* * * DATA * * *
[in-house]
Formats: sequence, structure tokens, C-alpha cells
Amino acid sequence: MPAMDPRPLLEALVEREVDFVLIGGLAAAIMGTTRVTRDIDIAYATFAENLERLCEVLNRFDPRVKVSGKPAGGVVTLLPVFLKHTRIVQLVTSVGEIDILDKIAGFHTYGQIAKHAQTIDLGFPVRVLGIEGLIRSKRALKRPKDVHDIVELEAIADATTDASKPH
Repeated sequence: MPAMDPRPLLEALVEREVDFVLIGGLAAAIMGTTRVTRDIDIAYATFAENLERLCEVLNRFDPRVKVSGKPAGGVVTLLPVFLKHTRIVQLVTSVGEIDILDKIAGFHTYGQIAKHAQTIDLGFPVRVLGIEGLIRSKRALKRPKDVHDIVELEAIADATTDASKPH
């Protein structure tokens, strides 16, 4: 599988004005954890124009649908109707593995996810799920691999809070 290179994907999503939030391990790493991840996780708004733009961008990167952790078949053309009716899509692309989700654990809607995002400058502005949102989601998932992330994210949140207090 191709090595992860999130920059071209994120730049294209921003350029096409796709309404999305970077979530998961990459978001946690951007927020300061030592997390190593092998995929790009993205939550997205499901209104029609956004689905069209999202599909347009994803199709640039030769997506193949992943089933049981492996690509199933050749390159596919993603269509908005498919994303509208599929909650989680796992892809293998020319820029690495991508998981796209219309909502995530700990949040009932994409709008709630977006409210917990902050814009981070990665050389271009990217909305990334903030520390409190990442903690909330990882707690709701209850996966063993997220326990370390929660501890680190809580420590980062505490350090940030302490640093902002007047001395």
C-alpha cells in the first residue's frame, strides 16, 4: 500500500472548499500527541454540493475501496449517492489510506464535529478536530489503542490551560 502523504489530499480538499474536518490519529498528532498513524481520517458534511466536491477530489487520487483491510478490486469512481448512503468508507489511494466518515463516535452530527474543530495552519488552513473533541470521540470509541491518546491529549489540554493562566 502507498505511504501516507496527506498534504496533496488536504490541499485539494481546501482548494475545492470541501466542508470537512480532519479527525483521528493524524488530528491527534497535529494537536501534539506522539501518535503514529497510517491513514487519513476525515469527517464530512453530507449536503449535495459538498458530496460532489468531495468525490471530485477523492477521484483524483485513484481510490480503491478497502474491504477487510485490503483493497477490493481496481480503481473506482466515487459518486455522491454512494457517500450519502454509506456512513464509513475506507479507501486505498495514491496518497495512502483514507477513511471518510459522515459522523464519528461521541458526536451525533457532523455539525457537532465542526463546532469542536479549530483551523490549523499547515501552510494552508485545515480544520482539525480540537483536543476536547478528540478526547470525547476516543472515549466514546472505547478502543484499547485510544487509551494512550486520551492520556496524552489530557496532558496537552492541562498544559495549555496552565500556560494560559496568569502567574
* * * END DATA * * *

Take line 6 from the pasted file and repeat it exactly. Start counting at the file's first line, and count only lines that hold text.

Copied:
C-alpha cells in the first residue's frame, strides 16, 4: 500500500472548499500527541454540493475501496449517492489510506464535529478536530489503542490551560 502523504489530499480538499474536518490519529498528532498513524481520517458534511466536491477530489487520487483491510478490486469512481448512503468508507489511494466518515463516535452530527474543530495552519488552513473533541470521540470509541491518546491529549489540554493562566 502507498505511504501516507496527506498534504496533496488536504490541499485539494481546501482548494475545492470541501466542508470537512480532519479527525483521528493524524488530528491527534497535529494537536501534539506522539501518535503514529497510517491513514487519513476525515469527517464530512453530507449536503449535495459538498458530496460532489468531495468525490471530485477523492477521484483524483485513484481510490480503491478497502474491504477487510485490503483493497477490493481496481480503481473506482466515487459518486455522491454512494457517500450519502454509506456512513464509513475506507479507501486505498495514491496518497495512502483514507477513511471518510459522515459522523464519528461521541458526536451525533457532523455539525457537532465542526463546532469542536479549530483551523490549523499547515501552510494552508485545515480544520482539525480540537483536543476536547478528540478526547470525547476516543472515549466514546472505547478502543484499547485510544487509551494512550486520551492520556496524552489530557496532558496537552492541562498544559495549555496552565500556560494560559496568569502567574